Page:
Atlantis Alumni

Monday, April 28, 2008

Is Monogamy The Opposite Of Polygamy?

Here are two definitions to consider:

Monogamy: The practice or condition of having a single sexual partner during a period of time.

Polygamy: The condition or practice of having more than one spouse at one time, e.g. "plural marriage."

Isn't that strange? You would think that if polygamy is having more than one spouse at a time, then monogamy should mean having one spouse at a time, wouldn't you? However, for some reason, which I suspect has to do with certain social and cultural agendas, polygamy is defined with respect to the number of spouses one has, while monogamy refers to the number of different sexual contacts one has.

I'm confused. Why aren't these two related concepts defined in more similar terms? Do you know? Shouldn't monogamy really be defined as having one spouse at a time? After all, you can be either polygamous or monogamous and yet in addition, be promiscuous, i.e., have sexual contacts outside of your spouse or spouses. It seems to me that we need to clean up the definition of monogamy and de-politicize it. Monogamy should be defined as having one spouse at a time, just as polygmy is defined as having more than one spouse at a time. The correct term for having multiple sexual partners is promiscuity (undiscriminating sexual behavior: behavior characterized by casual and indiscriminate sexual intercourse,) which really has noting to do with monogamy or polygamy.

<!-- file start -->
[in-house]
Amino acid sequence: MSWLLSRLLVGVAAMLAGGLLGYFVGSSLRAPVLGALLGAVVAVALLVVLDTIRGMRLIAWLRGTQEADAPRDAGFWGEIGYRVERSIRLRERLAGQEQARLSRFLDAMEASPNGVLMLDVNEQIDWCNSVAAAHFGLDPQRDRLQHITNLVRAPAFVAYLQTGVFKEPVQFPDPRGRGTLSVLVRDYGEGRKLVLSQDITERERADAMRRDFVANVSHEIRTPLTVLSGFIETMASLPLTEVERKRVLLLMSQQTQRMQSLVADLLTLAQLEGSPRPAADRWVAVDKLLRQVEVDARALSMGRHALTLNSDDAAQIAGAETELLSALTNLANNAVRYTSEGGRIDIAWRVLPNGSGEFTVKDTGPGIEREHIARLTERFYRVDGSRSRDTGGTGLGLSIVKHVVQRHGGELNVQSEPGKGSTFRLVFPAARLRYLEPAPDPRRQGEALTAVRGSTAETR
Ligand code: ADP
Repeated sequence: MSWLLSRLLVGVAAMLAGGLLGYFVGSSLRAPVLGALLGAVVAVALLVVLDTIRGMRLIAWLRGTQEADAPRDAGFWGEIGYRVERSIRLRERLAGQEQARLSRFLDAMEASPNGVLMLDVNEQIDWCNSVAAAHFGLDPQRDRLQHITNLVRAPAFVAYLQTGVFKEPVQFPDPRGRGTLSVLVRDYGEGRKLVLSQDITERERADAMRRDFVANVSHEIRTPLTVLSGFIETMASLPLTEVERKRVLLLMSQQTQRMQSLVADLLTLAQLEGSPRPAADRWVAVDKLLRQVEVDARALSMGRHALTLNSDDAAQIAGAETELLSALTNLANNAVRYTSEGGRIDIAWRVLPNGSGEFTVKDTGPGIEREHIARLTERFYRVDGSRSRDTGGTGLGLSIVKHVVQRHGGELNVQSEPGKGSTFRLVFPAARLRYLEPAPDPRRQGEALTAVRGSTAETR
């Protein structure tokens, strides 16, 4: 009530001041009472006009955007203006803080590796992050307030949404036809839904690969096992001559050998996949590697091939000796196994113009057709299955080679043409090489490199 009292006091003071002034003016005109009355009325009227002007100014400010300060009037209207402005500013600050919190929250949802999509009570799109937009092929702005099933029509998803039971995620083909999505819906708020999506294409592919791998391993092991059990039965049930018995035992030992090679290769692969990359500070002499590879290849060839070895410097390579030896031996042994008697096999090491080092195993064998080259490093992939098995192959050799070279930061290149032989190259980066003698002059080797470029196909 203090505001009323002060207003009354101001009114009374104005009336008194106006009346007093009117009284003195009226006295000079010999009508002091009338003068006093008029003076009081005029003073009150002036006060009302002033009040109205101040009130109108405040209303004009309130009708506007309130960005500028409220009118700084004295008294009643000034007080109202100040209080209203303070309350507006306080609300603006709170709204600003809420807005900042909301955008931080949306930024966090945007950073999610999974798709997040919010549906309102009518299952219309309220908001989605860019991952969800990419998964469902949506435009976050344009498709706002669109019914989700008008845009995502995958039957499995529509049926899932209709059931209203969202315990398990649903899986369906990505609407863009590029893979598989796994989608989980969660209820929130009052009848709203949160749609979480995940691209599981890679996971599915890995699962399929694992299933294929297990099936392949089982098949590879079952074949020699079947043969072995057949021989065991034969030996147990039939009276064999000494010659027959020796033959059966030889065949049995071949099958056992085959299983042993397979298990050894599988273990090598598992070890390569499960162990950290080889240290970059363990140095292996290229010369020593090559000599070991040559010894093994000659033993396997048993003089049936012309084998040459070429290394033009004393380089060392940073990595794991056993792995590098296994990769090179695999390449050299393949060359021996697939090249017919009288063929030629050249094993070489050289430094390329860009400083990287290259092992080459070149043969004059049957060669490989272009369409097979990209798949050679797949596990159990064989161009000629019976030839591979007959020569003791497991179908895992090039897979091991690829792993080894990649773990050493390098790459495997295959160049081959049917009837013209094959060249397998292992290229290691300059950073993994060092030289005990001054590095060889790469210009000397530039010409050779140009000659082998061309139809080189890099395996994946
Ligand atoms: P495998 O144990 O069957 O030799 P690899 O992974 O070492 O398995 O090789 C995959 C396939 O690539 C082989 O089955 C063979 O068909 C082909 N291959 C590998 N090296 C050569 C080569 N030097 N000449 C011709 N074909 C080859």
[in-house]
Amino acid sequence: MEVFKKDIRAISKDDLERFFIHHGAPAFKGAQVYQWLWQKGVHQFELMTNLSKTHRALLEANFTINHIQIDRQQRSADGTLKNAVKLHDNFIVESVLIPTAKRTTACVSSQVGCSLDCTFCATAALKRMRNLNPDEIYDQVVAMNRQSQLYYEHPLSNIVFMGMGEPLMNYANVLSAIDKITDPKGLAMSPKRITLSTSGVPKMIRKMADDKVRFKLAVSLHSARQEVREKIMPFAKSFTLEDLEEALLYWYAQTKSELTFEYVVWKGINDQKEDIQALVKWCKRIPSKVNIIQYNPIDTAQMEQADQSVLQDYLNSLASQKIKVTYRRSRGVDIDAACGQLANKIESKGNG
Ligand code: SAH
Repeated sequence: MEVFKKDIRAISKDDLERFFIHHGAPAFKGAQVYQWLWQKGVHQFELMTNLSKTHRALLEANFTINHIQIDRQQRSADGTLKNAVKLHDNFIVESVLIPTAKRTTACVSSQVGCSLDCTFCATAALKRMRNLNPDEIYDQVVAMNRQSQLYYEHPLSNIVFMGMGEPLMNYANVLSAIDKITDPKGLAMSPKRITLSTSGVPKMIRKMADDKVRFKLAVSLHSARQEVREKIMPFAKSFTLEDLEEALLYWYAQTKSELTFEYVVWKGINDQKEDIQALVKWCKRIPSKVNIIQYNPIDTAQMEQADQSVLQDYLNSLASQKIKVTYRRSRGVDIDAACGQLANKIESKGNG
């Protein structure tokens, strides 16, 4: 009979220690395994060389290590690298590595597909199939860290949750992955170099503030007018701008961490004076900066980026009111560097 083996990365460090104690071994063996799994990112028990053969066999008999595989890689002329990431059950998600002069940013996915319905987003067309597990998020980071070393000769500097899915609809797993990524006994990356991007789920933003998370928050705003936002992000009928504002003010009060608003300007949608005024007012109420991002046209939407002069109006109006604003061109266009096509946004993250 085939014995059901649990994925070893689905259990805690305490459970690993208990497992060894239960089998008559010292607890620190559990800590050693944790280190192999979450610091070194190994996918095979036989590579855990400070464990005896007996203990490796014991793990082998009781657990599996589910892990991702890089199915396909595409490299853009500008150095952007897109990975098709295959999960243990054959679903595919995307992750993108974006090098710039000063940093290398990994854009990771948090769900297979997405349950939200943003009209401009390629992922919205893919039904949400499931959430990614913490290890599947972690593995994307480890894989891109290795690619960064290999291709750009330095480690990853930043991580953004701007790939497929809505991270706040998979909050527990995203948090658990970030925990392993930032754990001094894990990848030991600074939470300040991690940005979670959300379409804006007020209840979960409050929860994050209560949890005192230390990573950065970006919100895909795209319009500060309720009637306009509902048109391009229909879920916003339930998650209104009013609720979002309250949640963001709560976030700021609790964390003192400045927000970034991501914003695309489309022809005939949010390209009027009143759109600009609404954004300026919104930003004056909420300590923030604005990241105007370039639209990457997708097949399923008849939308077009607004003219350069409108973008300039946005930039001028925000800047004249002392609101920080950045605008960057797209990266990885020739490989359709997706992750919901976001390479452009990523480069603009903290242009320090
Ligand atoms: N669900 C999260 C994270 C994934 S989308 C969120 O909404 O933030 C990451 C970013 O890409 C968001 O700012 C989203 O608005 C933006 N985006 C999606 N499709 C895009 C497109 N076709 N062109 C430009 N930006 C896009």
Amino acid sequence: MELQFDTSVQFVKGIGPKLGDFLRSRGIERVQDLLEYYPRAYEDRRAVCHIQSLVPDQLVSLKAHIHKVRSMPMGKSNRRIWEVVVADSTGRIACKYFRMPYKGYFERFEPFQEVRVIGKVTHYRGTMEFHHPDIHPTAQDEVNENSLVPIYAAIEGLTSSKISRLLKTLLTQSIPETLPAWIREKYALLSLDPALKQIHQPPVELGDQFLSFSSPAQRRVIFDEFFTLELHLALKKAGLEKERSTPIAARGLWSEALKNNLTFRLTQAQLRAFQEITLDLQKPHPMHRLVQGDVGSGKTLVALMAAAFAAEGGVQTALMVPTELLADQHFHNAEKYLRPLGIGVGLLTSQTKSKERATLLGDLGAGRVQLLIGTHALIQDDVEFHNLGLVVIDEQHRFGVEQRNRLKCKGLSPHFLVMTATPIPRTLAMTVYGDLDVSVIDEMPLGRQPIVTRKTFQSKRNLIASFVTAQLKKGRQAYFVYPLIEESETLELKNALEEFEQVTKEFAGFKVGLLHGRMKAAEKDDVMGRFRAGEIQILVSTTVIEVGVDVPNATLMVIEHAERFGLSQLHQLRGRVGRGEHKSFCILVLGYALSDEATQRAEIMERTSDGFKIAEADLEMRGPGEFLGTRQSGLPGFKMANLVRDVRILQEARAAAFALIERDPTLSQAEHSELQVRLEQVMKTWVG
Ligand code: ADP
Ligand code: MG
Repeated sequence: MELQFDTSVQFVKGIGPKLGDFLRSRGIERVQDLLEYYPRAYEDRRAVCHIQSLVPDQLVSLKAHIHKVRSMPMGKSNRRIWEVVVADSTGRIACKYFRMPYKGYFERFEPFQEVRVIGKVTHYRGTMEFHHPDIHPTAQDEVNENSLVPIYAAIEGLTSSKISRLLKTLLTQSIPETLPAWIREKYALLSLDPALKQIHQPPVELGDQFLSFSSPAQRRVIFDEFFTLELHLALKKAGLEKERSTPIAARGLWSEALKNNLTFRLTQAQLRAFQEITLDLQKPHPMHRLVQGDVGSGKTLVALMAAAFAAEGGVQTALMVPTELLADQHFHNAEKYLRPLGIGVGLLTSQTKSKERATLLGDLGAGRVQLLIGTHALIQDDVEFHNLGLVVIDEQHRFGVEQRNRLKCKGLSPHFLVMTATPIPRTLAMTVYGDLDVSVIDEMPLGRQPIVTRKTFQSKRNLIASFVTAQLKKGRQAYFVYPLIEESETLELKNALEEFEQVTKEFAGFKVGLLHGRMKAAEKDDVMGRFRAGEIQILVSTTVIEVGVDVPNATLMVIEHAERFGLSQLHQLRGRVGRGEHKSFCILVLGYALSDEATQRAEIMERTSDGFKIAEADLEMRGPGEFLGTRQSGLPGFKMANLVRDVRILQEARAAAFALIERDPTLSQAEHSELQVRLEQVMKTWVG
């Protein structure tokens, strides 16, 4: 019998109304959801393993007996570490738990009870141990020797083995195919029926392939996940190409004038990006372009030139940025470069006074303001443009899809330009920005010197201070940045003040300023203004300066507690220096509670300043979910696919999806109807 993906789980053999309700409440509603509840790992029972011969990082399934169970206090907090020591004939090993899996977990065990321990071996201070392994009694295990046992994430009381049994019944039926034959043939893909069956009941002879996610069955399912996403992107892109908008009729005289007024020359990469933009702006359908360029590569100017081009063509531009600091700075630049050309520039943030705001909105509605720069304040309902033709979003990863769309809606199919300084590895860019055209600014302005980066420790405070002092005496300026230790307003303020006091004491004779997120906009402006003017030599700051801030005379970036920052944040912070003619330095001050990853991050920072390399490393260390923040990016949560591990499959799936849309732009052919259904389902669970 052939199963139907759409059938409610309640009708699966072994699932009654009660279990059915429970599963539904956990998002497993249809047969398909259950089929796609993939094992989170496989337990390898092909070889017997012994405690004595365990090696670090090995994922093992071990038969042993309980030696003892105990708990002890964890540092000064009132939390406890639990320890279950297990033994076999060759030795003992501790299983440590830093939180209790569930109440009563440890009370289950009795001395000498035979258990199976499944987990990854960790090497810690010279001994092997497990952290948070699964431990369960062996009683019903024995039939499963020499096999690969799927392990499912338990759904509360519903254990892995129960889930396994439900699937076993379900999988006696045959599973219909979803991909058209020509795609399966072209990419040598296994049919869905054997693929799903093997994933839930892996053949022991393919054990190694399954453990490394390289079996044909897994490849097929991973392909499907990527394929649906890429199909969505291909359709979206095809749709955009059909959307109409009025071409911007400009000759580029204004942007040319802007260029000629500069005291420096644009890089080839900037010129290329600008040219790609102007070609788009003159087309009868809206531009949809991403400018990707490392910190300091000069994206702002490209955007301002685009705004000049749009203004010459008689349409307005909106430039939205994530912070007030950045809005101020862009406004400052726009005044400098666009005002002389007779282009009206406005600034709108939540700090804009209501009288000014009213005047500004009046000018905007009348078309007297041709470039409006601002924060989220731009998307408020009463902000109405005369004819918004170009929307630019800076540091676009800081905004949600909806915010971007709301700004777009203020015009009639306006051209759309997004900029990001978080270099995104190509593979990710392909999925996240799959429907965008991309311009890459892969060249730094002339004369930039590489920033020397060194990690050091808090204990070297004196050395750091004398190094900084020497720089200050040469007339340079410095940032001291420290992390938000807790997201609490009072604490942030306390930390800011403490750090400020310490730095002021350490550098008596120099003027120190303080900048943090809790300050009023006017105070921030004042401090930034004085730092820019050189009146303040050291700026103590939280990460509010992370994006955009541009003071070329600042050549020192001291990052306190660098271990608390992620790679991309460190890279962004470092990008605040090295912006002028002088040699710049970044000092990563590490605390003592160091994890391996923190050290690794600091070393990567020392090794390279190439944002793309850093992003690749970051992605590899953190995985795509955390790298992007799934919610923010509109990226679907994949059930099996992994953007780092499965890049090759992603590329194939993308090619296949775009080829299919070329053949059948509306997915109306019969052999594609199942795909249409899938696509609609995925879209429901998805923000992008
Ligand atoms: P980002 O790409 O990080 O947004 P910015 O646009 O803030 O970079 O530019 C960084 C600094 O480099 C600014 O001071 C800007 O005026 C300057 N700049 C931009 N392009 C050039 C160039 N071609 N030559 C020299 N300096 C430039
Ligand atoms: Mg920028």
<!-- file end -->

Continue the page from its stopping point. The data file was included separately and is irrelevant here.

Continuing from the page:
PHOTO: The "Schuylkill Navy" refers to the rowing associations that maintain boathouses along the Schuylkill River In Philadelphia


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